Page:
When soft is hard

When soft is hard

Prime Minister Boris Johnson is about to discover that you can be friendly with two wives, you can be kind to two wives, you can even receive forgiveness from two wives but you cannot be married two wives at the same time. That is what he has been given for his homework as Prime Minister. One the one hand a United Kingdom Customs Union to prove our oneness. On the other hand a ‘soft border’ with the European Union in Ireland to prove our loyalty to the peace between Eire and Northern Ireland. I’ll push the analogy no further.

Boris Johnson has to, however. His remit is to get divorced from the EU but maintain a fragile peace in a beautiful country that was torn with strife over whose belief was best. Now he’s effectively proposing double borders. That will be a hard pill for EU to swallow.

It may seem strange that a belief should be so demanding. The evidence worldwide is that belief is a tougher nut than ethnicity, prejudice, economic discrimination or war. It says much about our education systems that they have often neglected to teach harmony and cooperation in favour of dogma. It says even more about the development of our brains that we accept it.

Now the issue of Brexit is coming to (another) head. The feelings are strong – as strong as those feelings were in Ireland during the troubles. As strong as are the feelings in Hong Kong, that exciting erstwhile colony on the brink of disaster. As strong as the faiths that divide Arabs and Israelis. You can follow this trail for a long time without coming across a school that teaches tolerance. It’s as though believers are trying to be Gods. And why not?

It’s why we set people up in positions where they can be good examples and act as guides to behaviour. Our politicians are there to establish, maintain and develop the culture of a country, a city, a province or a parish. Culture is not exclusively the prerogative of leaders; it is the responsibility and putty of everyone in the culture. Our leaders are there to guide us, to describe a culture they think we would like to have. We then vote a sign as to whether we broadly agree with them, or not. Having done so we should let them get on with it.

There is much in the present Brexit situation that is wrong. Anger about facts, palpable wickedness and abuse of all sorts is righteous anger. Even this anger should be rigorously controlled because, by itself, it does nothing except raise blood pressures. Anger about beliefs, on the other hand, is not righteous. It is arrogant. It assumes a superiority that is only allowable to a God. If humans want to be the Gods I believe they can be, they must earn it.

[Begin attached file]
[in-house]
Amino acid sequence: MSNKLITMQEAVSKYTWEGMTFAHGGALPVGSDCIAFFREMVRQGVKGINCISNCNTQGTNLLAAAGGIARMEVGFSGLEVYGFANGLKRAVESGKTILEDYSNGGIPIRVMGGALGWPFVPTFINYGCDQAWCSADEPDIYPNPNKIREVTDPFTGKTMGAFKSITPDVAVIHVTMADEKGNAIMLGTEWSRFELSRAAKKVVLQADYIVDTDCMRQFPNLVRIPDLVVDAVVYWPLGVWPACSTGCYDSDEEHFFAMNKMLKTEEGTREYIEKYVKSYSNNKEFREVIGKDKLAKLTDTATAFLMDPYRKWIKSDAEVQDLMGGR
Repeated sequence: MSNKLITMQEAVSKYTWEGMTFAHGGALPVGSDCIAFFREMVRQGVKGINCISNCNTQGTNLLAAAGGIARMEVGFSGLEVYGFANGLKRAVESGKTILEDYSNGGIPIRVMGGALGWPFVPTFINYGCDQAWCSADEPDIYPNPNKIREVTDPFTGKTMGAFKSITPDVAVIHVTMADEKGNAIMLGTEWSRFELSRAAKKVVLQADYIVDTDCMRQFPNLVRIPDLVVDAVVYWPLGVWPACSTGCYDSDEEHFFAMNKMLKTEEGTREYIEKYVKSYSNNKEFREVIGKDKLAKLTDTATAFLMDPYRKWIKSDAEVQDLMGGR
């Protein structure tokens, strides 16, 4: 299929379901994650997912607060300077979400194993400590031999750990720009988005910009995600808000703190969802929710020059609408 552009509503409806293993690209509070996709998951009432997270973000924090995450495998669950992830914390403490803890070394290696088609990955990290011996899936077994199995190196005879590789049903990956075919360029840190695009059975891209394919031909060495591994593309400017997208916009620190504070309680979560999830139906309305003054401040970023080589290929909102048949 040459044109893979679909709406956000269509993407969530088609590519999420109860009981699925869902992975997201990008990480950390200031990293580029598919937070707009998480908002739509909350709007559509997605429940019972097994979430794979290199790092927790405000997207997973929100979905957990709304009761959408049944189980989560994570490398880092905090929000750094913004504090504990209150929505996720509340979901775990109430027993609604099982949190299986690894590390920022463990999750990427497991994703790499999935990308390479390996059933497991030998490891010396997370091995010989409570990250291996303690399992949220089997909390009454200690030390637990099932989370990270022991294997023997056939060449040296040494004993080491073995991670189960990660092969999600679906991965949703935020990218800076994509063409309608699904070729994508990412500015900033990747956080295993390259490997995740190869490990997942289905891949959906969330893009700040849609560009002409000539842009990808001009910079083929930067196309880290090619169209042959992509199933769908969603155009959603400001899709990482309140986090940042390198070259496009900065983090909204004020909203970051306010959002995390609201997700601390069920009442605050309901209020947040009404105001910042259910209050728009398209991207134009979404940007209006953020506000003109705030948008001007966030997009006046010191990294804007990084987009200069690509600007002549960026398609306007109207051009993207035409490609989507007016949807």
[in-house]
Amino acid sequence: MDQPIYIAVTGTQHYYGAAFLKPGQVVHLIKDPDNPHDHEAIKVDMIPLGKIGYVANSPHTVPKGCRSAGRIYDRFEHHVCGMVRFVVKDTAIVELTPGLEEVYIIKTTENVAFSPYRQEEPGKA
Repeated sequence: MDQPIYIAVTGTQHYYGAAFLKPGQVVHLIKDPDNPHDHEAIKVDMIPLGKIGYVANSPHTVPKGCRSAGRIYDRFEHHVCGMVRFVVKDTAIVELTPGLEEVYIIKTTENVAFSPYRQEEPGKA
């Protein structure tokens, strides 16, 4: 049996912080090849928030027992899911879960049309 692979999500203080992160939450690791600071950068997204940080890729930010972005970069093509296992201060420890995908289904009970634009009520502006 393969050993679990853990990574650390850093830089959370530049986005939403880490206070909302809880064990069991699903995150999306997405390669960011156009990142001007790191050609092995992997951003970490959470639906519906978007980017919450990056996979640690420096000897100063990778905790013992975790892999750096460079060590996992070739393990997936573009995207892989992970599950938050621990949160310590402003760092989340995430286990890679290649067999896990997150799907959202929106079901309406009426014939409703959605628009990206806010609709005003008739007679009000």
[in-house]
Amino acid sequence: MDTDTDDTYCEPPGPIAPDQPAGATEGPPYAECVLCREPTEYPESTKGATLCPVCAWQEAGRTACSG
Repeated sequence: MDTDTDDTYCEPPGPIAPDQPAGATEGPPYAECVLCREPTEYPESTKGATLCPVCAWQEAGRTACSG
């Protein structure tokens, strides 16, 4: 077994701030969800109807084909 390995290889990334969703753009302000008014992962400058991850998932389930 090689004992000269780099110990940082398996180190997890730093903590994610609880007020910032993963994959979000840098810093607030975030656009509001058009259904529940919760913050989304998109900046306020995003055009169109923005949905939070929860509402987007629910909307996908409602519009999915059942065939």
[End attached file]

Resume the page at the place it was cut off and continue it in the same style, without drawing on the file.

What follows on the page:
It is difficult to be calm about the issue of Brexit. Even I believe passionately that leaving the European Union, with all its faults, is a dangerous and impractical step. But I recognise that it is only my belief. The data to prove my point have not yet been written, indeed, will not be written for another generation. It is of twenty-five years from now that I think. It is of those for whom a friendship with Continental Europeans will be a prerequisite in a joined-up world. It is for peace and reason to be the basis of human behaviour. It is to prevent dissention.

A bad leader gets himself into complexities from which he cannot escape. So it is with Boris Johnson. His personal culture is unacceptable as a guide to how we all should behave. His political nouce is the plan of the hit man not the plan of a statesman. His priorities appear solely personal self-aggrandisement. His considerable ability to interact personably is abused to the point of wickedness. Whether Johnson wins a Brexit or not, he must go. He is the black hole in our lives.

Parliament must now make a hard decision to be soft in its negotiations with the European Union. The bitterness of WWII is still there albeit greatly reduced. The Little England concept dies hard. A cosy corner of the world where the flowers grow because the climate is acceptable for them is a myth long since exploded. Join the world or you are left with the stragglers.

Power brings gentleness. Might is exercised by calm and reason.

If Britain leaves the world it will diminish until it has less relevance than a dead coral reef.

We must fight for the right not to fight. It is the only way to go.